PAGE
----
Clark instantly made up for the mistake at the 12th with birdies at the 13th and 14th to extend his lead by two over the former leaders that were over an hour behind him.
The other break of the day for Clark came at the par 4 16th hole, when he drove his ball left into some of the highest, gnarliest rough on the golf course.
It was rough that even Clark admitted might have forced him to hit out sideways, but as luck would have it, Clark received relief from a burrowing animal hole, that ultimately gave him a drop and eventually a downhill 11-footer that stopped on the edge of the cup.
“I don’t know how you could beat around like this at Pebble Beach even if—I haven’t shot 59, but I would say even if I had shot 59 somewhere,” Clark said of his round “I don’t think it would compare to shooting a score like this at one of the most historic golf courses in the world.”
Clark came to Pebble Beach searching for a game.
With a two-win season under his belt last year that included a major title, Clark has been struggling to find a way to get into contention again.
If you take out the season finale The Tour Championship, a limited field, handicapped event out of the mix, Clark has not recorded a top 10 since last June.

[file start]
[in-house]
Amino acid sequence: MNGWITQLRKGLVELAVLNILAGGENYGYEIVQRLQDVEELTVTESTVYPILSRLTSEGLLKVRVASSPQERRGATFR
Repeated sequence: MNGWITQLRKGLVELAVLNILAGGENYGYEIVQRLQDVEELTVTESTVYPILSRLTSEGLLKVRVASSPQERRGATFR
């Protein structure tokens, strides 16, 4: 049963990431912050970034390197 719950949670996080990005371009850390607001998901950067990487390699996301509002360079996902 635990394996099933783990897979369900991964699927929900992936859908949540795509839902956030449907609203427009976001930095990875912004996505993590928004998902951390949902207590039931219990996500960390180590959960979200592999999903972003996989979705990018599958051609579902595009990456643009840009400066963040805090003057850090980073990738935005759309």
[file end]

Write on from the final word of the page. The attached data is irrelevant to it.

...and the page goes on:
It had become so bad, that when he arrived at Pebble Beach this week, he worked with a guy named Mike—Clark couldn’t remember his last name—for part of putting guru’s Phil Kenyon’s camp and in a three-to-four hour putting session picked through nine different putters, to find a stoke.
Eventually he used a shorter shafted putter, with the aiming line eliminated and changed from conventional grip to cross handed.
On Saturday, Clark validated the work of six days ago by making 189’ 9” feet of putts and recording his lowest SG Putting number of 5.283, 0.793 points better than his career best at that 2023 Fortinet Championship.
“A lot of big changes, but when you’re in a spot where I was mentally in putting you kind of needed a change, just something totally different so you couldn’t complain or have those same feels that I had in previous tournaments,” Clark said in confirmation of his changes.
Now Clark will sit and wait to see if his efforts on Saturday will be worthy of another victory.
The forecast for Sunday’s final round—is one to three inches of rain with winds gusting up to 65 mph—will likely postpone any play on Sunday. And if the rainfall is as high as forecasted, the course may become unplayable, crowning Clark as a 54-hole champion.
The last 54-hole finish at Pebble came in 2009 and the last on the PGA Tour was in New Orleans in 2016.
“As far as no round tomorrow, I definitely thought about it last night and this morning with everyone saying how bad the weather’s going to be,” Clark said. “All right, well, you’ve got to have that mentality that today’s the last day so try to go for broke.
With that said, that’s very rare that we have 54 holes, so I wasn’t banking on that and I’m still not banking on it.”